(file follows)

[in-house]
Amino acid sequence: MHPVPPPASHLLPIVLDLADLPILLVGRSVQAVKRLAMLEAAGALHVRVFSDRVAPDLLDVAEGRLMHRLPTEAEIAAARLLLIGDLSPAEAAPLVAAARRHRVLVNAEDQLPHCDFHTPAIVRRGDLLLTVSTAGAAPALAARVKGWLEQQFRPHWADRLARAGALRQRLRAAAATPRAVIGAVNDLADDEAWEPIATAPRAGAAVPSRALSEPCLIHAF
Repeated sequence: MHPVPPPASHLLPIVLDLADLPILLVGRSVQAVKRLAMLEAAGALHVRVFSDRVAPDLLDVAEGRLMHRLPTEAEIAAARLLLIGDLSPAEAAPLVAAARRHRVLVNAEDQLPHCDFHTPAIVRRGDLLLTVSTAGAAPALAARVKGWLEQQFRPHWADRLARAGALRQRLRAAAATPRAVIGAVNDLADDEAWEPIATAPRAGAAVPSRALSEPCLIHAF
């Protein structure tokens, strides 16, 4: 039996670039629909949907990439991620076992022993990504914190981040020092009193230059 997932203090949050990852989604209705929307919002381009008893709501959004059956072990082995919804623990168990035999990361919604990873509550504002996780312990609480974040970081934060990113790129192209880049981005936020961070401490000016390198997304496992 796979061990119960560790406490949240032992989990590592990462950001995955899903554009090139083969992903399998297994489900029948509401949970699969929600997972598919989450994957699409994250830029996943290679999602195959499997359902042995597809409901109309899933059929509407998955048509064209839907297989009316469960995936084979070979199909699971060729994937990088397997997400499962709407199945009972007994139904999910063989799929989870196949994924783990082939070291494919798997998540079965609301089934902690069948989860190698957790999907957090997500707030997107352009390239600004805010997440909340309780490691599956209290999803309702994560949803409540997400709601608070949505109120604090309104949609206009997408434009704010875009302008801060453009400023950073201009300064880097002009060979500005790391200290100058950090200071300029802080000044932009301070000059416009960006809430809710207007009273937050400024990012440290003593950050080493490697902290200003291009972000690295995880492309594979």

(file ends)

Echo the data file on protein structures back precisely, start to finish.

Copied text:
[in-house]
Amino acid sequence: MHPVPPPASHLLPIVLDLADLPILLVGRSVQAVKRLAMLEAAGALHVRVFSDRVAPDLLDVAEGRLMHRLPTEAEIAAARLLLIGDLSPAEAAPLVAAARRHRVLVNAEDQLPHCDFHTPAIVRRGDLLLTVSTAGAAPALAARVKGWLEQQFRPHWADRLARAGALRQRLRAAAATPRAVIGAVNDLADDEAWEPIATAPRAGAAVPSRALSEPCLIHAF
Repeated sequence: MHPVPPPASHLLPIVLDLADLPILLVGRSVQAVKRLAMLEAAGALHVRVFSDRVAPDLLDVAEGRLMHRLPTEAEIAAARLLLIGDLSPAEAAPLVAAARRHRVLVNAEDQLPHCDFHTPAIVRRGDLLLTVSTAGAAPALAARVKGWLEQQFRPHWADRLARAGALRQRLRAAAATPRAVIGAVNDLADDEAWEPIATAPRAGAAVPSRALSEPCLIHAF
């Protein structure tokens, strides 16, 4: 039996670039629909949907990439991620076992022993990504914190981040020092009193230059 997932203090949050990852989604209705929307919002381009008893709501959004059956072990082995919804623990168990035999990361919604990873509550504002996780312990609480974040970081934060990113790129192209880049981005936020961070401490000016390198997304496992 796979061990119960560790406490949240032992989990590592990462950001995955899903554009090139083969992903399998297994489900029948509401949970699969929600997972598919989450994957699409994250830029996943290679999602195959499997359902042995597809409901109309899933059929509407998955048509064209839907297989009316469960995936084979070979199909699971060729994937990088397997997400499962709407199945009972007994139904999910063989799929989870196949994924783990082939070291494919798997998540079965609301089934902690069948989860190698957790999907957090997500707030997107352009390239600004805010997440909340309780490691599956209290999803309702994560949803409540997400709601608070949505109120604090309104949609206009997408434009704010875009302008801060453009400023950073201009300064880097002009060979500005790391200290100058950090200071300029802080000044932009301070000059416009960006809430809710207007009273937050400024990012440290003593950050080493490697902290200003291009972000690295995880492309594979």